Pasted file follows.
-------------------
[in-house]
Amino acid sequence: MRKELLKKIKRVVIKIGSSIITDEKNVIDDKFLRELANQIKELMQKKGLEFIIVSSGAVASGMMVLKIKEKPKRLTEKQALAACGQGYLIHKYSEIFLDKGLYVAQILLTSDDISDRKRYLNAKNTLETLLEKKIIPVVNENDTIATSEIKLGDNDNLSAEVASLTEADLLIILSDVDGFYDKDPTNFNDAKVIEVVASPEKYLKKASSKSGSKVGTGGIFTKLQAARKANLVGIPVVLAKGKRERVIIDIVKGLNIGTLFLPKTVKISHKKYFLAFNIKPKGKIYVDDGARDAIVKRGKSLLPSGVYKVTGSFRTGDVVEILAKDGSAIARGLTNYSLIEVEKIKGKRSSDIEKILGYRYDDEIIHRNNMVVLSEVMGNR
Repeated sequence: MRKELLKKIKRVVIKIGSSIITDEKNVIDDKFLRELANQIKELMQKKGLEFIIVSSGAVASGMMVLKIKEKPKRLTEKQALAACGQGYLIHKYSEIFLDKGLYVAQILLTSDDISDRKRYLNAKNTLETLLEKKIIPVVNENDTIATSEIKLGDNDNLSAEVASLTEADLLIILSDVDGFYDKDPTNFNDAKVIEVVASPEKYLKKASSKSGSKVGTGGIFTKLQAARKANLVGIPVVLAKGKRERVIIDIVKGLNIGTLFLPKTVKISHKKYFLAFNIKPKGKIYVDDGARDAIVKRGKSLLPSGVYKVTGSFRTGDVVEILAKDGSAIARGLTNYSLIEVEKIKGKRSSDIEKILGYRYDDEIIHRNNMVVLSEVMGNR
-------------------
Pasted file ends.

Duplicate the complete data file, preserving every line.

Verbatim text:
[in-house]
Amino acid sequence: MRKELLKKIKRVVIKIGSSIITDEKNVIDDKFLRELANQIKELMQKKGLEFIIVSSGAVASGMMVLKIKEKPKRLTEKQALAACGQGYLIHKYSEIFLDKGLYVAQILLTSDDISDRKRYLNAKNTLETLLEKKIIPVVNENDTIATSEIKLGDNDNLSAEVASLTEADLLIILSDVDGFYDKDPTNFNDAKVIEVVASPEKYLKKASSKSGSKVGTGGIFTKLQAARKANLVGIPVVLAKGKRERVIIDIVKGLNIGTLFLPKTVKISHKKYFLAFNIKPKGKIYVDDGARDAIVKRGKSLLPSGVYKVTGSFRTGDVVEILAKDGSAIARGLTNYSLIEVEKIKGKRSSDIEKILGYRYDDEIIHRNNMVVLSEVMGNR
Repeated sequence: MRKELLKKIKRVVIKIGSSIITDEKNVIDDKFLRELANQIKELMQKKGLEFIIVSSGAVASGMMVLKIKEKPKRLTEKQALAACGQGYLIHKYSEIFLDKGLYVAQILLTSDDISDRKRYLNAKNTLETLLEKKIIPVVNENDTIATSEIKLGDNDNLSAEVASLTEADLLIILSDVDGFYDKDPTNFNDAKVIEVVASPEKYLKKASSKSGSKVGTGGIFTKLQAARKANLVGIPVVLAKGKRERVIIDIVKGLNIGTLFLPKTVKISHKKYFLAFNIKPKGKIYVDDGARDAIVKRGKSLLPSGVYKVTGSFRTGDVVEILAKDGSAIARGLTNYSLIEVEKIKGKRSSDIEKILGYRYDDEIIHRNNMVVLSEVMGNR